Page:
LADA & MODY DIABETES

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LADA & MODY DIABETES

  1. 1. TYPE 1.5 Diabetes LADA & MODY Dr KURIAN JOSEPH SMALL TOPIC PRESENTATIONS
  2. 2. <ul><li>MODY </li></ul>
  3. 3. Maturity-Onset Diabetes of the Young (MODY) 1975 Definition <ul><li>Type-2 diabetes mellitus in the young plus </li></ul><ul><li>Autosomal dominant inheritance </li></ul>
  4. 4. Current Definition of MODY <ul><li>Heterozygous monogenic mutations in </li></ul><ul><li> one of the 6 different genes </li></ul><ul><li>Autosomal dominant inheritance </li></ul><ul><li>Onset of diabetes early in life: childhood, adolescence or young adulthood </li></ul><ul><li>Primary defect in insulin secretion </li></ul>
  5. 5. Monogenic Forms of Diabetes <ul><li>Forms Associated with Insulin Resistance </li></ul><ul><li>Forms Associated with Defective Insulin Secretion </li></ul><ul><li>Maturity-Onset diabetes of the young (MODY) </li></ul><ul><li>HNF-4 α (MODY 1) </li></ul><ul><li>Glucokinase (MODY 2) </li></ul><ul><li>HNF-1 α (MODY 3) </li></ul><ul><li>IPF (MODY 4) </li></ul><ul><li>HNF-1 β (MODY 5) </li></ul><ul><li>NeuroD1/BETA2 (MODY 6) </li></ul>
  6. 7. MODY-Related Proteins [1/4] <ul><li> Glucokinase </li></ul><ul><ul><li>Expressed in  -cells and liver </li></ul></ul><ul><ul><li>GSK catalyzes the formation of glucose-6-phosphate from glucose. </li></ul></ul><ul><ul><li>Beta cells - “Glucose sensor” Control rate of Glucose phosphorylation </li></ul></ul><ul><ul><li>Liver – Helps in storage of glucose as glycogen </li></ul></ul><ul><ul><li>Mild stable hyperglycemia </li></ul></ul><ul><ul><li>Does not respond to Sulfonylureas. </li></ul></ul>
  7. 8. <ul><li>Liver-enriched transcription factors HNF-1  , HNF-1  , and HNF-4  </li></ul><ul><ul><li>Expressed in liver, pancreatic islets, kidneys and genitalia. </li></ul></ul><ul><ul><li>In Beta cells they regulate </li></ul></ul><ul><ul><li>The expression of the insulin gene Proteins involved in glucose transport and metabolism. </li></ul></ul><ul><ul><li>Mutations results in defect of insulin secretion response to glucose, leading to progressive decline in glycemic control. </li></ul></ul><ul><ul><li>MODY 1 &3 responds to sulfonylurea initially. </li></ul></ul>
  8. 9. MODY-Related Proteins <ul><li>Transcription factor IPF-1 </li></ul><ul><ul><li>Expressed in pancreatic islets </li></ul></ul><ul><ul><li>Central role in development of pancreas. </li></ul></ul><ul><ul><li>Mediates glucose-induced stimulation of insulin-gene transcription </li></ul></ul><ul><ul><li>Exocrine pancreatic insufficiency may occur. </li></ul></ul>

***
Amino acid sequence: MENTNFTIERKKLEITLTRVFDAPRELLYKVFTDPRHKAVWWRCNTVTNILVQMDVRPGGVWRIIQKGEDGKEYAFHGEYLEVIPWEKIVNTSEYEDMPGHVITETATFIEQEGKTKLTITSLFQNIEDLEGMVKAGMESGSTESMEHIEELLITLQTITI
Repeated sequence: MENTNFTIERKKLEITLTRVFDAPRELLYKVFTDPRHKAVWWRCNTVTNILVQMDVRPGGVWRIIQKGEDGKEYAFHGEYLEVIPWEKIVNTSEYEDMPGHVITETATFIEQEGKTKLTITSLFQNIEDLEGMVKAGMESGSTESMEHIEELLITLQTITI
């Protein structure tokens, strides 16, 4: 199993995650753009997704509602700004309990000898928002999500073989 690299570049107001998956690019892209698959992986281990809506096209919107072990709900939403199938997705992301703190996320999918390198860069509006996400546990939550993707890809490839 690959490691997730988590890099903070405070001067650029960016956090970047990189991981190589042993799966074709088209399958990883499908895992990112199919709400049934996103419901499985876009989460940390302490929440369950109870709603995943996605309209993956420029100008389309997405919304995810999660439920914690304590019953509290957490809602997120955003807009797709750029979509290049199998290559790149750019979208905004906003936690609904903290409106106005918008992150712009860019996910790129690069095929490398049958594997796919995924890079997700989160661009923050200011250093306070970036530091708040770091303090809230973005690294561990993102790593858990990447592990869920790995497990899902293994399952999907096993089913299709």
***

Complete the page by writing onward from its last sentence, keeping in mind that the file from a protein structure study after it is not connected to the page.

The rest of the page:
9. 10. MODY-Related Proteins <ul><li>Transcription factor Neuro-D1 (BETA2) </li></ul><ul><ul><li>Rare </li></ul></ul><ul><ul><li>Expressed in pancreatic islets </li></ul></ul><ul><ul><li>Activates the transcription of the insulin gene </li></ul></ul><ul><ul><li>Required for normal development of the pancreatic islets </li></ul></ul>
  10. 11. Phenotypic Expression and Natural History of MODY <ul><li>Recognition at young age </li></ul><ul><ul><li>1.Mild, asymptomatic increase in blood glucose in a child, adolescent or young adult(<25 years) </li></ul></ul><ul><li>2. Prominent family history of diabetes in 2-3 generations </li></ul><ul><li> 3. Usually not associated with obesity </li></ul><ul><li>Not progressive, or slowly progressive hyperglycemia </li></ul><ul><ul><li>Hyperglycemia responsive to diet and/or oral anti-hyperglycemic agents for years to decades </li></ul></ul>
  11. 12. <ul><li>When to suspect MODY </li></ul><ul><li>a “type 1″ diabetes patient who has negative blood testing for autoantibodies. </li></ul><ul><li>a “type 1″ diabetes patient who generates a significant amount of insulin for years beyond diagnosis (detectable blood levels of c-peptide, proinsulin, and/ or insulin) </li></ul><ul><li>a “type 2″ diabetes patient who is normal weight and shows no signs of insulin resistance. </li></ul><ul><li>a diabetes with family history of early onset diabetes for 2-3 generations. </li></ul><ul><li>Diabetes paired with pancreatic insufficiency  </li></ul><ul><li>Individual or family history of diabetes paired with developmental kidney disease or kidney cysts </li></ul>
  12. 13. Genetic Testing <ul><li>Only definitive way to confirm MODY </li></ul><ul><li>  blood or saliva  </li></ul><ul><li>Not all mutations cause diabetes </li></ul><ul><li>Each child will have a 50% chance of inheriting the gene  </li></ul><ul><li>1 st degree relatives have a 50% chance of carrying the same gene mutation </li></ul><ul><li>Then they have  a >95% chance of developing MODY at some time in their life. </li></ul>
  13. 14. Rx for MODY <ul><li>Rx depends on the involved gene and other factors </li></ul><ul><li>MODY 3 and 1 can be treated initially with sulfonylureas, prompts the body to produce insulin. </li></ul><ul><li>Usually GCK-MODY requires no treatment at all. </li></ul><ul><li>Other type of MODY Rx is unclear may require multiple daily Insulin injections. </li></ul>